Microsoft tightens security on XP's Outlook 2002

As part of its Office XP launch, Microsoft has tightened security in its near-ubiquitous E-mail software, Outlook, whose latest incarnation is included with XP.

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By  Robin Duff Published  May 31, 2001

As part of its Office XP launch, Microsoft has tightened security in its near-ubiquitous E-mail software, Outlook. Outlook 2002, part of Office XP, will also be bundled with the Service Pack 1 release of Microsoft’s Exchange 2000 server, expected this summer. It’s been a bad year for Outlook users. Starting with last year’s Love Bug Visual Basic script worm, Outlook has been relentlessly targeted by copycat infections, including the recent Homepage worm.

Microsoft says it’s been working diligently to secure the besieged program. Mark Croft, Windows XP lead product manager, says one of the most important new features is the software’s ability to keep programs from automatically running from within E-mail messages or attachments. That should plug one of the most common ways virus writers spread malicious software.

"The fact that Microsoft is trying to make Outlook more secure can only be a good thing," said Forrester Research analyst Frank Prince. "But administrators will have to make difficult choices between security and functionality."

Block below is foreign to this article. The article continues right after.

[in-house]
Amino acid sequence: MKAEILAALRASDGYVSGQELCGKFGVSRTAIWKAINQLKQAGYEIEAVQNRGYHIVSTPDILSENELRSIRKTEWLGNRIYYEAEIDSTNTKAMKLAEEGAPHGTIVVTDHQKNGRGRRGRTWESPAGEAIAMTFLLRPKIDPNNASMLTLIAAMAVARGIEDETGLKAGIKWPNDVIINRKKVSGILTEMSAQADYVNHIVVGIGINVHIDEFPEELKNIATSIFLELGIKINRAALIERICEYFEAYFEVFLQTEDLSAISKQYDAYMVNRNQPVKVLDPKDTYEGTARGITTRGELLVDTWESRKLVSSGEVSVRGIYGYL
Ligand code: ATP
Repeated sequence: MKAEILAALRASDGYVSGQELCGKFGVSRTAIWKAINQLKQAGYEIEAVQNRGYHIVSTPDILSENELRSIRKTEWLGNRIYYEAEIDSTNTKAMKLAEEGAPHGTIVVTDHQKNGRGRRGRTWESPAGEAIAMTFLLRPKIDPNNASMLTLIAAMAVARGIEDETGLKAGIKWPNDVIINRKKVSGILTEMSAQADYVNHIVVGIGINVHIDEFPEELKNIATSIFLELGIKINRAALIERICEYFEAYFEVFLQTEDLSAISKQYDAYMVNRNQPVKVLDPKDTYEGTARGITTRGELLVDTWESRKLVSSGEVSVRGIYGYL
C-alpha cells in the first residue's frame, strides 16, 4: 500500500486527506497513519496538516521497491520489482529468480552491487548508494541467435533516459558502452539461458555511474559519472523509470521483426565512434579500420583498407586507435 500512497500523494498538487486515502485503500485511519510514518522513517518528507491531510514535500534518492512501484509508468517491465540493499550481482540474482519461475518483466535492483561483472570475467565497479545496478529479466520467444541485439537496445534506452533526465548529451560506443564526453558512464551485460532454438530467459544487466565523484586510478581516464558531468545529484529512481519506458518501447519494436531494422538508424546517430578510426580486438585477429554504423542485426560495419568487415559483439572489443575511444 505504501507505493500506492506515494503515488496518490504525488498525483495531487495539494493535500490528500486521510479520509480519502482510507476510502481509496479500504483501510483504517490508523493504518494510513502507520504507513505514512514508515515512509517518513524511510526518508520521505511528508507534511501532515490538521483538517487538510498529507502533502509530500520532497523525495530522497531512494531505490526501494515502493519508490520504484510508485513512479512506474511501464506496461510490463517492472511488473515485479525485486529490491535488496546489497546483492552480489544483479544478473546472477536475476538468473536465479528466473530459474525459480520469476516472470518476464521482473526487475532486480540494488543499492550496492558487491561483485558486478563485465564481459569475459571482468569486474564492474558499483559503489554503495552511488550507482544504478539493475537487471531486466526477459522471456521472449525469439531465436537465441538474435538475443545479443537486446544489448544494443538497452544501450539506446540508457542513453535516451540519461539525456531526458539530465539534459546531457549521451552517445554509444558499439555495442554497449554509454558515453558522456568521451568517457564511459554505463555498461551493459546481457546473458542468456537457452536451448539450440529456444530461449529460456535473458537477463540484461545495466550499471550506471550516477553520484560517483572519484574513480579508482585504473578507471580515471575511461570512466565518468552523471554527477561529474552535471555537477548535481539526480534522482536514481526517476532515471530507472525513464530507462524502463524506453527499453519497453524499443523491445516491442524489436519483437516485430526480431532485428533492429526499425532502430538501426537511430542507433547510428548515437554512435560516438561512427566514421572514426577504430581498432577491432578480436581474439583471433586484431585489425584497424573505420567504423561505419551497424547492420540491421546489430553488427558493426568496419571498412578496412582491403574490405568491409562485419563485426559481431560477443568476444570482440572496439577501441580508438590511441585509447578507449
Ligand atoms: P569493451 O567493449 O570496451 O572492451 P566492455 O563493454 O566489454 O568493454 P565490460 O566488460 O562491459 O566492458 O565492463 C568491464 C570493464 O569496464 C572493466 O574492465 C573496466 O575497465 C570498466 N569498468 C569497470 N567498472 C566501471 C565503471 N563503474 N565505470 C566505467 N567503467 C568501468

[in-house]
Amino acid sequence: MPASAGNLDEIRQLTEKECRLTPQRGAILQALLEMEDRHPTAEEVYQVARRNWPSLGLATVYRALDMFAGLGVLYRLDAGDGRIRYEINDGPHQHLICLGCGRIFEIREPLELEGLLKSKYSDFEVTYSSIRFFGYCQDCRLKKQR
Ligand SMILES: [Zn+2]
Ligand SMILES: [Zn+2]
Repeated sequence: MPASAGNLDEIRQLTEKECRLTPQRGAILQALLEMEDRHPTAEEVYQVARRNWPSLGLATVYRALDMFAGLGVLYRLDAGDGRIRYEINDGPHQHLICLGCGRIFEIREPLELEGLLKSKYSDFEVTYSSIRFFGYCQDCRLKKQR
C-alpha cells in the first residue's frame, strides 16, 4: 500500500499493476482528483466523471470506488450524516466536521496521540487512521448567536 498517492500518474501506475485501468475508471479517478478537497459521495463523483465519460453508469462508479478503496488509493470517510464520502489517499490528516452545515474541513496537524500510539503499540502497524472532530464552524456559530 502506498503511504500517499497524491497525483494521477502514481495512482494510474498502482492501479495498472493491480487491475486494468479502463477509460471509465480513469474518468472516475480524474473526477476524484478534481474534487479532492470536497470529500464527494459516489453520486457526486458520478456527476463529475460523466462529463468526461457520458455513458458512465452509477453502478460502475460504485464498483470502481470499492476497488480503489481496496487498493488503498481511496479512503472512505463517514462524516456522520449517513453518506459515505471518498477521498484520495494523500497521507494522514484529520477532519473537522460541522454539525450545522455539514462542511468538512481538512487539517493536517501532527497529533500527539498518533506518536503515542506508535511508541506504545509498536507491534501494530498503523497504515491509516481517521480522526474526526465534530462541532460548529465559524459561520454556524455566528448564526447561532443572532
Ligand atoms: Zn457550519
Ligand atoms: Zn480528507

"This means every 'good' executable will have to be inspected and digitally signed by IT— a huge workload," said Gartner analyst John Pescatore. "Or IT will have to create a list of sources of trusted executable, which isn't easy."

Pescatore sees two problems with this approach. Any software from a company deemed trustworthy would be accepted without question. And large companies could have proportionately large lists of "approved" companies. The more "approved" companies, the lower the security.

If companies find those approaches too onerous, then XP defaults to asking recipients if they want the application they selected to "talk" to Outlook. "This is a great way to just train users to always hit the 'yes' button. Not a good security practice," said Pescatore.

Overall, analysts say Microsoft is moving in the right direction. According to Pescatore, "On a scale of one to 10, the security provided by Windows 95/2000 against viruses is a zero. The XP features are about a six--dramatic improvement but not good enough to mean antiviral software isn't required at the desktop."

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